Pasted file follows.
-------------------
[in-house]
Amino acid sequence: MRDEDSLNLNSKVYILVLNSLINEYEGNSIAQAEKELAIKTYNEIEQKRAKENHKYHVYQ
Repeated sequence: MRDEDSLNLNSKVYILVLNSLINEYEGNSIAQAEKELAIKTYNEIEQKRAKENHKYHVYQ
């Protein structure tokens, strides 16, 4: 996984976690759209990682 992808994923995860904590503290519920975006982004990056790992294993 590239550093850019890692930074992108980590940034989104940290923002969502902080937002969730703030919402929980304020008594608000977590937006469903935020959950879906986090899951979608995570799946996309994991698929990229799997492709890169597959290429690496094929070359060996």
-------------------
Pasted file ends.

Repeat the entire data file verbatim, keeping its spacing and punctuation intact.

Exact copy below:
[in-house]
Amino acid sequence: MRDEDSLNLNSKVYILVLNSLINEYEGNSIAQAEKELAIKTYNEIEQKRAKENHKYHVYQ
Repeated sequence: MRDEDSLNLNSKVYILVLNSLINEYEGNSIAQAEKELAIKTYNEIEQKRAKENHKYHVYQ
């Protein structure tokens, strides 16, 4: 996984976690759209990682 992808994923995860904590503290519920975006982004990056790992294993 590239550093850019890692930074992108980590940034989104940290923002969502902080937002969730703030919402929980304020008594608000977590937006469903935020959950879906986090899951979608995570799946996309994991698929990229799997492709890169597959290429690496094929070359060996």